shot in the arm to business.
everyone is putting out the welcome mat.
Bollywood's less well-known cousin across the
border, Lollywood, Pakistan's Lahore-based film
industry, is apprehensive.
which has languished for years as Bollywood has
grown into a multi-billion dollar industry with
fans across continents, fears it will be wiped out
completely when its Indian rival invades.
Even less welcoming will be Pakistan's
jihadis and religious conservatives, who frown on
Bollywood's song-dance culture. Pakistan's
religious conservatives have even opposed the
sari, not only because it is regarded as "Hindu"
but also because it - in their eyes at least -
reveals too much of a woman's body. These
apprehensions resulted in the sari being banned
during the military dictatorship of General Zia
ul-Haq in the 1980s.
conservatives will have to contend with more -
Bollywood's rain-drenched women in see-through
saris, the "item numbers" and so on.
question is whether Pakistan's jihadis will allow
Bollywood's screening in cinema halls. They have
burned shops selling CDs and VCDs in the recent
past. They could carry out attacks on cinema halls
Kanchan Lakshman, noted Pakistan
analyst and research fellow at the New Delhi-based
Institute for Conflict Management, says that while
there is a possibility of such attacks, these are
unlikely. He said the movies will not be screened
in Balochistan province or North-West Frontier
Province - the most restive in the country - but
in Punjab and Rawalpindi. "There is much money
riding on the screening of Bollywood films in
Pakistan," he told Asia Times Online. "It has
state support and cinema halls will be provided
tight security," he pointed out.
the experience of the Indian states of Jammu and
Kashmir with the jihadi ban on Bollywood will prey
on the minds of cinema owners. In the early 1990s,
when the insurgency in the Kashmir Valley took on
an Islamist color, Pakistan-backed Islamist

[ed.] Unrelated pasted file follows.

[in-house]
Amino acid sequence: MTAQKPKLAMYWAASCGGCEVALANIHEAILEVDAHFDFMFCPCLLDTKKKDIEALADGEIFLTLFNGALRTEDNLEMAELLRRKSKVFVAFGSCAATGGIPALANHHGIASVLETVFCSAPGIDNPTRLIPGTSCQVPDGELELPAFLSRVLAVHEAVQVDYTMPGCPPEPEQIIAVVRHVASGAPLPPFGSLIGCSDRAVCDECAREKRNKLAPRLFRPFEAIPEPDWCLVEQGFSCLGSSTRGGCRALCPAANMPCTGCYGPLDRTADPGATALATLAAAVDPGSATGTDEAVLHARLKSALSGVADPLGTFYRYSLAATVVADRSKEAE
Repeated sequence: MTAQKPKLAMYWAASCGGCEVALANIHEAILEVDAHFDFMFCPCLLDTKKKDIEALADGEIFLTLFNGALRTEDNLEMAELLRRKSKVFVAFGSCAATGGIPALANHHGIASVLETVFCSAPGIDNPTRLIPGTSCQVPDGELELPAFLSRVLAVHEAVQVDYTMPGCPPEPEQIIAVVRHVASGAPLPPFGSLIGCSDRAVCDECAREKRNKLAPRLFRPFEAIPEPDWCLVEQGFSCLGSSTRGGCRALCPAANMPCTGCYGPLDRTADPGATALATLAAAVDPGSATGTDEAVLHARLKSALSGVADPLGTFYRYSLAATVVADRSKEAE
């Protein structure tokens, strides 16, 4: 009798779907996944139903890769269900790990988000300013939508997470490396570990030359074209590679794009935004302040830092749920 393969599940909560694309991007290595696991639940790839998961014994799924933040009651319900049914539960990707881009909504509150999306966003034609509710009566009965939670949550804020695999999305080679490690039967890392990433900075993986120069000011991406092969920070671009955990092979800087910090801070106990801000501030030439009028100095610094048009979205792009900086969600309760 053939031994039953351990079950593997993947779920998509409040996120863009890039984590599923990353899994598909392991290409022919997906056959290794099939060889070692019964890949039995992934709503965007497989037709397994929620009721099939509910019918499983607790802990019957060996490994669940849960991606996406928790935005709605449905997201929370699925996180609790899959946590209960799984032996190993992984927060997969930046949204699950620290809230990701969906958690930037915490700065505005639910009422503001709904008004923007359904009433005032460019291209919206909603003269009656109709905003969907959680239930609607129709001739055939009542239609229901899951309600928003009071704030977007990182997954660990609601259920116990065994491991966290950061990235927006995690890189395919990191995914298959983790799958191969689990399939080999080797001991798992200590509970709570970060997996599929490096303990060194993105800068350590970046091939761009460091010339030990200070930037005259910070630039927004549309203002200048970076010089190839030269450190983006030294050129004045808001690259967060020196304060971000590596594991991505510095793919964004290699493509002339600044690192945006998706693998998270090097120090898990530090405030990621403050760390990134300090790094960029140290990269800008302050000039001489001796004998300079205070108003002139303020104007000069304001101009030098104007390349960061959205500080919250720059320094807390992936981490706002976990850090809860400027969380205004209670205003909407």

militant groups like the Allah Tigers banned the
screening of movies in Srinagar, the state's
capital. Movie halls in the Kashmir Valley were
burnt down and cable networks were forbidden from
telecasting Bollywood movies or MTV.
Kashmiris who once watched as Bollywood
romances were filmed in their famed gardens and
mountains had to make do with watching movies at
home. Today, despite "normalcy" returning to the
Valley, only a couple of movie theatres function
in Srinagar under tight security. The average
Kashmiri would rather watch Bollywood in the
relative safety of his home than suffer the wrath
of the jihadi.
The experience of Pakistani
singer Ali Haider should provide some pointers of
what theater owners can expect. Haider was to act
in a Bollywood movie called Osama – based
not on Osama bin Laden but about a Kashmiri boy.
He was forced to pull out of the project after
Haider and his family received threatening calls.
Reports indicate the movies will be
heavily censored. Those Pakistanis who go to
cinema halls for the full Bollywood "experience"
might be a bit disappointed. They will have to
watch over their shoulders for signs of jihadi
wrath as they sing and dance along with their
Sudha Ramachandran is an
independent journalist/researcher based in